1. 19th Century Victorian Horror Stories: English Literature Coursework: How 19th Century writers of horror ...

    there, he doesn't believe in ghosts or spirits and is determined to find another explanation. He begins to talk to himself, both aloud and in his own head, and convinces himself that if a ghost isn't tangible it cannot hurt him or scare him.

  2. Comparing "The Monkey's Paw" and "The Red Room" In this essay, I am going ...

    This results in us wanting to complete reading the story despite it ending, so this was a good technique that the writer has used to keep his readers attracted to the story even after it finished. He also left a feeling of insecurity and a feeling that this thing that


    "...another knock and another..." "...fusillade of knocks..." create a huge amount of tension as they are getting bigger, faster and louder as if a person is getting madder and madder and we start to imagine what or who is knocking. When Mrs White is pulling the bolt on the door back, Mr White is terrified and goes through many different emotions.

  2. Compare The Monkey's Paw written by W.W. Jacobs and The Red Room written by ...

    This makes the Whites (as well as the reader) wonder whether the paw really does bring bad luck. This secrecy drives their curiosity even further to the point they buy the paw. Once they are in possession of it, they begin to wonder whether it will actually work, but they simply dismiss is it as a superstition.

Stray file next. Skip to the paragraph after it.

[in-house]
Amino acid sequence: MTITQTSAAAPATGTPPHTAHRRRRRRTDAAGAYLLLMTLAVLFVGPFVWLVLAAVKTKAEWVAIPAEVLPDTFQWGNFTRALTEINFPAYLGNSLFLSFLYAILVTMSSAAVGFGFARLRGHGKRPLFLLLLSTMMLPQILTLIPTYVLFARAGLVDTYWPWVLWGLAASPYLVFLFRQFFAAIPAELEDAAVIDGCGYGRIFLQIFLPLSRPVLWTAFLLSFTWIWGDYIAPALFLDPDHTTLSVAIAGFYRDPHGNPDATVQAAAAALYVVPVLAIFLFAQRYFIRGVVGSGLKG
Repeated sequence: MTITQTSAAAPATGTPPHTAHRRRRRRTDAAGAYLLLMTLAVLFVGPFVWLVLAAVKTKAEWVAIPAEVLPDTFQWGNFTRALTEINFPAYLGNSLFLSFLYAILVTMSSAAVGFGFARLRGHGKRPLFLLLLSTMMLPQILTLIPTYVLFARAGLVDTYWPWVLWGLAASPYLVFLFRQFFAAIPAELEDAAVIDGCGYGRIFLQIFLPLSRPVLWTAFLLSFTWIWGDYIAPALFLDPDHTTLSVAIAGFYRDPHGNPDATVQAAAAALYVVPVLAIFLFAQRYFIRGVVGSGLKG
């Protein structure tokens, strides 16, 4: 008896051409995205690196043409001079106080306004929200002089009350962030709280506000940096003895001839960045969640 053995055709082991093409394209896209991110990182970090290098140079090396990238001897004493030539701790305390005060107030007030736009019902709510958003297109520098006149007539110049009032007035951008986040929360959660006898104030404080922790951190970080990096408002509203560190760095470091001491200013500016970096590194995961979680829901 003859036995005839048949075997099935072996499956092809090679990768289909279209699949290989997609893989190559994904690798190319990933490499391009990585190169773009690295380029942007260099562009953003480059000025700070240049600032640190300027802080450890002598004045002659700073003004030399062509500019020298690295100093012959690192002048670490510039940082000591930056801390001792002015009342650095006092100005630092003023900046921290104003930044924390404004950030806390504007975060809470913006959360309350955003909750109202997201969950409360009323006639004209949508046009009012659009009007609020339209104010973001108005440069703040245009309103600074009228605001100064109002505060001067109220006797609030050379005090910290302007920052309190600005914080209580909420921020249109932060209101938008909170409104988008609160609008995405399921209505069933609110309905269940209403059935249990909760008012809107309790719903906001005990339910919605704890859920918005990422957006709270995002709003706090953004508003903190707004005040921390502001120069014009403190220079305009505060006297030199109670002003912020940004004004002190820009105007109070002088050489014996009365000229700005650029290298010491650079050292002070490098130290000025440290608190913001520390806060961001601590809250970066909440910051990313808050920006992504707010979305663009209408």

1. Short Story discussion of

    "His father smiling shamefully at his own credulity held up the talisman and his son..." The vivid imagery that is created in the readers mind is that Mr White is sitting at the piano, with the paw in one hand and playing very high piano keys with the other.

  2. Study of the Ideas of

    The anarchist's plan of going down as the most famous anarchist in history is destroyed, though humorously for the readers at least. During this last leg of the story, Wells gives the view of the anarchist's mind, what he thinks while carrying out his plan, and how he thinks of

  • Over 160,000 pieces
    of student written work
  • Annotated by
    experienced teachers
  • Ideas and feedback to
    improve your own work